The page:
The tailor and his workers spent months spinning and weaving and sewing the new clothes. They ripped apart old seams, tattering well-worn clothes that still fit. They created “designer apparel” that they claimed would be the perfect fit for all students. In the process the tailor – a newcomer to the District’s community -- openly criticized the work of the past tailors and said that the old clothes had “eroded the general education classroom and curriculum,” and that the old “traditional” clothes had resulted in performance data “that had significant gaps.” He made negative, offensive and damaging statements about how some of the underachieving students had not been provided adequate clothes in the past and had essentially been left out in the cold by the old tailors.
During the “transition year,” the new tailor and his workers puffed out their chests and paraded out the clothes for the “first fitting” of samples of what the full clothing line would look like. The tailor and his workers proclaimed that the work was coming along and that the clothes were already emanating a brilliant shine on the district. But some people who were in the crowd watching the parade began whispering. “Where are the clothes we were promised?” “The district is being stripped naked.”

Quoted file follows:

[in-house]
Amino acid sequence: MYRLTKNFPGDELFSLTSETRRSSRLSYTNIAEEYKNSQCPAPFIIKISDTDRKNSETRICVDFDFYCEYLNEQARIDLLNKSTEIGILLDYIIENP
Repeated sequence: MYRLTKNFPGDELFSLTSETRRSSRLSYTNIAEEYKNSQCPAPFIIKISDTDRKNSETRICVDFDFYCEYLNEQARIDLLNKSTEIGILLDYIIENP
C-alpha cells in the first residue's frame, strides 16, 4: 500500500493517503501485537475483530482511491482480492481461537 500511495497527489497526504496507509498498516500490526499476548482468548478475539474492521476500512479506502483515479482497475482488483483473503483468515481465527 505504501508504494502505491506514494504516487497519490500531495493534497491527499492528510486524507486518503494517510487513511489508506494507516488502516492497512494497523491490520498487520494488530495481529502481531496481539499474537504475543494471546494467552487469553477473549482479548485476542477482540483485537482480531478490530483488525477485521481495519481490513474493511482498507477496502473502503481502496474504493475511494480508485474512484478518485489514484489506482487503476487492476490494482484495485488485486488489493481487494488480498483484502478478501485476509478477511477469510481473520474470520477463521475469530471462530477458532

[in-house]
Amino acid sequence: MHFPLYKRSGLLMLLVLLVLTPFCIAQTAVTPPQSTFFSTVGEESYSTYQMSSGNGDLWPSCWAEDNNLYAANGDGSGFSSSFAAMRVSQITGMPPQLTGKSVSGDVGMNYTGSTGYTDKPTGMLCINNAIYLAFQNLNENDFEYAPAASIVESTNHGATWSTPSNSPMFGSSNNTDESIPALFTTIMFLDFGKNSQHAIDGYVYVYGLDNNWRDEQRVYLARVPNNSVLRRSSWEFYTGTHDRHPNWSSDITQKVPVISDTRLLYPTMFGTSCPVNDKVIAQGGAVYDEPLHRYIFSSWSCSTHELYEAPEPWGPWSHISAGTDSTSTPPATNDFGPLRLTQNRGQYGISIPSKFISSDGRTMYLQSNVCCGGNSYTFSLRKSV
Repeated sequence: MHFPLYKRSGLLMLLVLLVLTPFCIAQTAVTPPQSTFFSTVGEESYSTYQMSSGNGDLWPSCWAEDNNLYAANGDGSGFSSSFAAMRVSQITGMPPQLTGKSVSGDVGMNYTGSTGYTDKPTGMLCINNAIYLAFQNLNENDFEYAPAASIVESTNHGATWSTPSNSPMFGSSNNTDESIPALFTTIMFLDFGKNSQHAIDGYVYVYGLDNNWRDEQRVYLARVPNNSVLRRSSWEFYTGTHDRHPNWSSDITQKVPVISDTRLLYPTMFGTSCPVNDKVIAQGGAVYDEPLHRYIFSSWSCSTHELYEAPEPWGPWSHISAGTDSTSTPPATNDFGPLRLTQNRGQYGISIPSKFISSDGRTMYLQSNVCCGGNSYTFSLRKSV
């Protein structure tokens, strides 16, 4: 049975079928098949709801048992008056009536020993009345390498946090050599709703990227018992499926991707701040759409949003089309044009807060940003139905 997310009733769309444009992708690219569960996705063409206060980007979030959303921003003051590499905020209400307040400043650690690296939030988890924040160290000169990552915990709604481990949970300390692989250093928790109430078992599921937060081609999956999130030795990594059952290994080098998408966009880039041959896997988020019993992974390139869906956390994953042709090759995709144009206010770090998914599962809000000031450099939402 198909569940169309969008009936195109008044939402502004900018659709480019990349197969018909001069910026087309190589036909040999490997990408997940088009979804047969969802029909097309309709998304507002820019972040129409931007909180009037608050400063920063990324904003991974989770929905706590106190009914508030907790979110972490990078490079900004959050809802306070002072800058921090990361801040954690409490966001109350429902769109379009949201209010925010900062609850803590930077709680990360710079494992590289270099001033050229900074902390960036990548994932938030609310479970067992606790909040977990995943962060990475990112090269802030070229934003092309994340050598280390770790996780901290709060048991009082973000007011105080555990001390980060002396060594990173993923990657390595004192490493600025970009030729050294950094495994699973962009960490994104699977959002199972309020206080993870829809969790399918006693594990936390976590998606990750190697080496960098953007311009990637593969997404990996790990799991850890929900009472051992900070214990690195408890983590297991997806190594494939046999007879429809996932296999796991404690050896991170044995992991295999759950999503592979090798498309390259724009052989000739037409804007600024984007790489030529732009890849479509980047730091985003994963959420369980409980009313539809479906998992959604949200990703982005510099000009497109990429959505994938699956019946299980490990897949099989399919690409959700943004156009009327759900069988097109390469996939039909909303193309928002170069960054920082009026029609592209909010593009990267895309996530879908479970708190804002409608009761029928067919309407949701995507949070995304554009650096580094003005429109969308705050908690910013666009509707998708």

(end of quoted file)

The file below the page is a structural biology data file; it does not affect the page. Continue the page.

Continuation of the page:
The people in the crowd looked upon the leader and her advisors and wondered, “Don’t they see what we see? These clothes don’t fit our District. These clothes are not going to make us shine brighter!!”
Yet the leader and her advisors glorified the “first fittings.” They “celebrated” and “commended” and “lauded” the new clothes. Even when the performance data started rolling in showing that the new clothes were not resulting in the promised glory, the leaders and advisors kept repeating how wonderful the new clothes were and asked the tailors to keep sewing. Even when the performance data showed that the old clothes had produced better results than the new clothes, the tailors kept repeating that the new clothes would produce better results. “Just wait until we finish the clothes,” they kept saying.